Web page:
A week later we met for training again and I asked her how it went. She said it was a little challenging at first, but the more she did it, the easier it got to find many admirable things in all the women she met that week. I then planted a seed, and I will always remember the lightbulb expression I saw on her face. I said that I wondered what would happen to her OWN self image if she continued to focus on all the positive things in others. She looked at me and said “Oh my god, all this time I have been focusing on finding their flaws because this is what I see when I look in the mirror at my own body. I never see past this on them, so how can I ever see part it in me. I assume they are judging me because I am judging them – that sounds so sad doesn’t it!”

So I set her a second small challenge – each day for the next 21 days when she looked in the mirror, she was to look everywhere but the area she didn’t like – and then give herself a compliment. If she caught herself being judgemental, then I asked her to do three things:

STOP comparing – START complementing (and mean it)

STOP being critical – START being grateful

STOP listening to the ‘mean girl’- START talking to herself like she would to her best friend or daughter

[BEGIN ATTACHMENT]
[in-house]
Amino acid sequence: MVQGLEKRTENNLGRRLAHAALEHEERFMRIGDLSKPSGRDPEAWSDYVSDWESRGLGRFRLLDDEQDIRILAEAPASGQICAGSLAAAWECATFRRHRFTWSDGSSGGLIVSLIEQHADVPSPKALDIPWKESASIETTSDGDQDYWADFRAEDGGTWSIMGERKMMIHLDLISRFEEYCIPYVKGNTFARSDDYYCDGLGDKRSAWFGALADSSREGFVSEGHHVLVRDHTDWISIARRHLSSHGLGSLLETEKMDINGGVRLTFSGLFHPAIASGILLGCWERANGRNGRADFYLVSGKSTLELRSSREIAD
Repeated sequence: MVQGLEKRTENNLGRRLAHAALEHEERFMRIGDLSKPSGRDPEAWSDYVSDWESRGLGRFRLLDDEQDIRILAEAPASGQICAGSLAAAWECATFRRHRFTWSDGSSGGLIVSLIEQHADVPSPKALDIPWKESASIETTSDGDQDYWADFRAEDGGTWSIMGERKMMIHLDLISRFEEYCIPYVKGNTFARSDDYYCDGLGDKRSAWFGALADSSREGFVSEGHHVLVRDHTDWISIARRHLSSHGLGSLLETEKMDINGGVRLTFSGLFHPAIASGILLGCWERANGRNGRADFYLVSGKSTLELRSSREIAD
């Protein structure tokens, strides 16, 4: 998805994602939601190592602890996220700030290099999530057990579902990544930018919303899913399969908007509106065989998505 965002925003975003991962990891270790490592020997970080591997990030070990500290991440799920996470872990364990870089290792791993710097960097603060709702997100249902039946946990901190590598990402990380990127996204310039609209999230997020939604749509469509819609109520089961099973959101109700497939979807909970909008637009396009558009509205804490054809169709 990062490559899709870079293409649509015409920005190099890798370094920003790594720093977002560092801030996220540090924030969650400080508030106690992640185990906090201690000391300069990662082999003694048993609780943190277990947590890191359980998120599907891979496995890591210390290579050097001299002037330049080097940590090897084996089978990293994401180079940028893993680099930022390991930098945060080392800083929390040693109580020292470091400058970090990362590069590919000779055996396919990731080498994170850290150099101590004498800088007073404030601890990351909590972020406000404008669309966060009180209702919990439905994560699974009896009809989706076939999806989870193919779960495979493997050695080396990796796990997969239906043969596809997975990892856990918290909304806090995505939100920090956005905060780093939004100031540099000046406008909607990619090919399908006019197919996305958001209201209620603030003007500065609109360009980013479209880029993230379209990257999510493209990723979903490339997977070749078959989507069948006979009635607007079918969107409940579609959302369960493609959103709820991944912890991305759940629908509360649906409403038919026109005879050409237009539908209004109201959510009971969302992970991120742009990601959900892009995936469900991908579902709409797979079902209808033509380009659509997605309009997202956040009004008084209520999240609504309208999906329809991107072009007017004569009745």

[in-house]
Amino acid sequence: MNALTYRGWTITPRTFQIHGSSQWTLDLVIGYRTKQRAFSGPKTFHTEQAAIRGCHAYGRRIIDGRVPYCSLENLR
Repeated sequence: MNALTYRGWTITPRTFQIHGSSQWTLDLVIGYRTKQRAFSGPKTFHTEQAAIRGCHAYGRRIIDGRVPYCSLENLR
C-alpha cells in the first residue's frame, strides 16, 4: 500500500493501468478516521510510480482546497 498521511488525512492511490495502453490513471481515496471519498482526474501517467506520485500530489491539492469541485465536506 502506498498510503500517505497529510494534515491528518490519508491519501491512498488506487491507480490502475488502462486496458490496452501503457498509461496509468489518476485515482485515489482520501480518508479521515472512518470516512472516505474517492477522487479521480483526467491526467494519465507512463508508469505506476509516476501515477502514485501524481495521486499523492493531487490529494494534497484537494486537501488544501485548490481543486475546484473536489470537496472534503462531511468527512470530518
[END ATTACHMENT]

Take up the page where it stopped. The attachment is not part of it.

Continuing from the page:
I told her it would take time to shift from a pattern of judgement to one of praise…but given time, this would help her see that she is soooo much more than ‘her back fat’. Many already see this in her…it’s just about her recognising this herself.

Being a woman is awesome and has lots of pluses, but it’s also a tough gig at times. When we continually compare ourselves, cast judgement, or even worse, rebut a compliment someone else has given us, we lose connection with each other. And that is a sad thing because in losing this connection with others, we lose connection with ourself as well.

What I love about the Sister Code is that it promotes compassion, love and kindness towards ourselves, AND encourages women to come together and celebrate each other. Can you image how different life will be for our next generation of women if they learn from us that success, happiness and inner peace (sorry, had to add that fluffy one), really does come from being connected with other women. And that we are good enough as we are right now, today – not after we lose 5kg, get a more successful career, or have the perfect family. No judgement or feeling inadequate. No self loathing, beat ups or bitching. No competing or criticising. Just women who want the best for each other and because they give this to each other, then eventually start to see this magnificence in themselves as well.

So I challenge you to think of that body part you often focus on and wish were different – and then take your gaze to other part of you – body and soul…and give yourself a little loving – because you deserve it!

You can learn more from Lisa at her website http://www.simplywomenwellness.com/

Lisa Mills

Lisa is on a mission to connect people with their body, their thoughts and what lights them up so they can fully live an extraordinary life. She guides people to discover their truth and purpose so that they can live in a confident. authentic and meaningful way. Lisa is especially passionate about inspiring Fitness Professionals to be authentic, unique and connected with their purpose so they can have a long and fulfilling career or build the business of their dreams.